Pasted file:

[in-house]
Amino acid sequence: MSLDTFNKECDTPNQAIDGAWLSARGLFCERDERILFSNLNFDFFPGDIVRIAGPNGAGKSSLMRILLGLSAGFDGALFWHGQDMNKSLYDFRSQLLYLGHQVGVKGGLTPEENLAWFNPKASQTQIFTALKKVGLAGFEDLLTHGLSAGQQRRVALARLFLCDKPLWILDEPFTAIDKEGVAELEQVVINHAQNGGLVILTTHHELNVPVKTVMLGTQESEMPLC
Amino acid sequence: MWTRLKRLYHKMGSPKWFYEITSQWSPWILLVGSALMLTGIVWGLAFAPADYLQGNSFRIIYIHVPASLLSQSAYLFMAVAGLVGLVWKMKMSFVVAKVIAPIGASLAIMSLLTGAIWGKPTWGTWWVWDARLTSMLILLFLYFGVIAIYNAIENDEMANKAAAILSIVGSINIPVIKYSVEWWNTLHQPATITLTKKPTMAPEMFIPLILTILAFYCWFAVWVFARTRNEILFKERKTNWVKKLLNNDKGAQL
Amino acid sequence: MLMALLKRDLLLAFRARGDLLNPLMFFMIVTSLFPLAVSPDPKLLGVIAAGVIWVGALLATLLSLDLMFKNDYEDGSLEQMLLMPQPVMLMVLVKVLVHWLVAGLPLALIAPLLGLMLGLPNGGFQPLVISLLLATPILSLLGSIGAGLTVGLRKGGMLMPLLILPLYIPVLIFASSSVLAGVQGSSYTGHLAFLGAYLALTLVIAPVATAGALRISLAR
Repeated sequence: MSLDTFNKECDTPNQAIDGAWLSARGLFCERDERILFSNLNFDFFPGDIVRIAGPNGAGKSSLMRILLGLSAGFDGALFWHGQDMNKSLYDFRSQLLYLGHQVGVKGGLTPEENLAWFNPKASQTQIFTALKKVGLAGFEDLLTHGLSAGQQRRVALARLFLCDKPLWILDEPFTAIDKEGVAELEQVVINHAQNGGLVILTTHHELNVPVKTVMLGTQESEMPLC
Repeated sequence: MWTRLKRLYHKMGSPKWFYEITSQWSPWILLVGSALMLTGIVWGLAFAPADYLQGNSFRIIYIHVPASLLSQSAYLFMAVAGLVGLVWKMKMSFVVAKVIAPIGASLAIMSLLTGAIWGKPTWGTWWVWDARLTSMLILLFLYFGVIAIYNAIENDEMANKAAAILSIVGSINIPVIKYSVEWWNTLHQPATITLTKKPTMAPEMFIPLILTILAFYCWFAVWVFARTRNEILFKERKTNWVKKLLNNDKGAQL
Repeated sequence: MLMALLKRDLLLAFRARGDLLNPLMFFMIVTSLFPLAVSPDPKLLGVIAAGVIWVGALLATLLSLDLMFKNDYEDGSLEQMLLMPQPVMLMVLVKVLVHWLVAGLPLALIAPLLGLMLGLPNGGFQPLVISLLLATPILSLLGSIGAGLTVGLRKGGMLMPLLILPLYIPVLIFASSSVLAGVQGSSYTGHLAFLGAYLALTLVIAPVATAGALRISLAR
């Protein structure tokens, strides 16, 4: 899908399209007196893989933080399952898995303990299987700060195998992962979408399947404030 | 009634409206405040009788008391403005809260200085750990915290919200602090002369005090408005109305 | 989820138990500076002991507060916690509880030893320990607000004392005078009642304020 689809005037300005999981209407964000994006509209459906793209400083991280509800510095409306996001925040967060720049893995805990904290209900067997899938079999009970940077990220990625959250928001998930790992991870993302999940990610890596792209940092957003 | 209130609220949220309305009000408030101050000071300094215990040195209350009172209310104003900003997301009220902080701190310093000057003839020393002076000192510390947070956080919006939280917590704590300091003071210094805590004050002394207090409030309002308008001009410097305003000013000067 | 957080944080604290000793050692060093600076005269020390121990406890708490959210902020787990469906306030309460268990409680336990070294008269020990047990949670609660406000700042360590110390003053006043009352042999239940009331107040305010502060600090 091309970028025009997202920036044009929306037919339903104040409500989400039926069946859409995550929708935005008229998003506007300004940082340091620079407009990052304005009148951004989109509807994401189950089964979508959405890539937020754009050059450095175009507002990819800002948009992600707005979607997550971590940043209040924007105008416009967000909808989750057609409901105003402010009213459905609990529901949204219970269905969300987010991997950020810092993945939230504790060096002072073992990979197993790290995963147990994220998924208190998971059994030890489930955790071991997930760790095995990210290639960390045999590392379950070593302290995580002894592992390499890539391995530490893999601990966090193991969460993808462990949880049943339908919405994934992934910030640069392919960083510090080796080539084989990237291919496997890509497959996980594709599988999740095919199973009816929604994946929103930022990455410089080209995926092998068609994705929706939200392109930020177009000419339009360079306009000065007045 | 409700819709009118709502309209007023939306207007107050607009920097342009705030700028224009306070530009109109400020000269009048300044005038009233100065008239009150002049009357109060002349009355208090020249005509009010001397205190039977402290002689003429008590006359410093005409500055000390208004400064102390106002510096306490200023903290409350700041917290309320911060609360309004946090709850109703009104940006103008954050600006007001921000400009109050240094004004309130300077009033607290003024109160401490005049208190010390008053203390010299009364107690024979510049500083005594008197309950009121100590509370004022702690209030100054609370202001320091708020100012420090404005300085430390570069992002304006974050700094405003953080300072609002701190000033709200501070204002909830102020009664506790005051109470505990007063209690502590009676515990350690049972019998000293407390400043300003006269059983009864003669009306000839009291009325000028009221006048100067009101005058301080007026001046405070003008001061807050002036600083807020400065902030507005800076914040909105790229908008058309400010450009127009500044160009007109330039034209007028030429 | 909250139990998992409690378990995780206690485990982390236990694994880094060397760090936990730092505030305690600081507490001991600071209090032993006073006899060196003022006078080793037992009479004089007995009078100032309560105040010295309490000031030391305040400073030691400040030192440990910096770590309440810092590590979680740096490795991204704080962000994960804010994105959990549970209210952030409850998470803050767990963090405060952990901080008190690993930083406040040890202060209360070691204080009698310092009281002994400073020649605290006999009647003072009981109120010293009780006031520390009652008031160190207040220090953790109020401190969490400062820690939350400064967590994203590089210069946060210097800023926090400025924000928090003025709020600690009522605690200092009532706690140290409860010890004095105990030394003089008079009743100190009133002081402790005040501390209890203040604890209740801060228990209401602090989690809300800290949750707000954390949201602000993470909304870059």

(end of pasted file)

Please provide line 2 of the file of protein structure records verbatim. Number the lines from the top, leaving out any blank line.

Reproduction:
Amino acid sequence: MSLDTFNKECDTPNQAIDGAWLSARGLFCERDERILFSNLNFDFFPGDIVRIAGPNGAGKSSLMRILLGLSAGFDGALFWHGQDMNKSLYDFRSQLLYLGHQVGVKGGLTPEENLAWFNPKASQTQIFTALKKVGLAGFEDLLTHGLSAGQQRRVALARLFLCDKPLWILDEPFTAIDKEGVAELEQVVINHAQNGGLVILTTHHELNVPVKTVMLGTQESEMPLC